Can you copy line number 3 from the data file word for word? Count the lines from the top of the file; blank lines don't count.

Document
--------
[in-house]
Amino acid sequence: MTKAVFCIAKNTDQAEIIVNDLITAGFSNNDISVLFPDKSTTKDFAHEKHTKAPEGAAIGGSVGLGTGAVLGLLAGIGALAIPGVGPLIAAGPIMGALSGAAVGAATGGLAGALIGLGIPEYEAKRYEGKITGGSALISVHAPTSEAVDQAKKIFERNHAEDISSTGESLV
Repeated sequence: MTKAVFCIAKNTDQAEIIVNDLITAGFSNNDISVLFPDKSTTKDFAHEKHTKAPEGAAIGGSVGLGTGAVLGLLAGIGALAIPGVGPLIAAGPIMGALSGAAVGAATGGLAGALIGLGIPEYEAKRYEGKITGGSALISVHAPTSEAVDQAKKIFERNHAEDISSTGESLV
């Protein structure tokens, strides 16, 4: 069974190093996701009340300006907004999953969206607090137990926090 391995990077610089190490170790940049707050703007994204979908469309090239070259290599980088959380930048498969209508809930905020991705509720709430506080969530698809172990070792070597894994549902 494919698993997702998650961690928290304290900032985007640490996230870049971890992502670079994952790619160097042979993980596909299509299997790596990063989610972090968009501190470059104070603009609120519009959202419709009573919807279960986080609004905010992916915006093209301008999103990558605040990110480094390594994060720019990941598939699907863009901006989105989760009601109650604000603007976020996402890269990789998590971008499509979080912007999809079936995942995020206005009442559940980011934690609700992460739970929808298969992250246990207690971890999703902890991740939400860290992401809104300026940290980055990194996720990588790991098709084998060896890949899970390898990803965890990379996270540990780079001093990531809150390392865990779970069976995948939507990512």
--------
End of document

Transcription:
Repeated sequence: MTKAVFCIAKNTDQAEIIVNDLITAGFSNNDISVLFPDKSTTKDFAHEKHTKAPEGAAIGGSVGLGTGAVLGLLAGIGALAIPGVGPLIAAGPIMGALSGAAVGAATGGLAGALIGLGIPEYEAKRYEGKITGGSALISVHAPTSEAVDQAKKIFERNHAEDISSTGESLV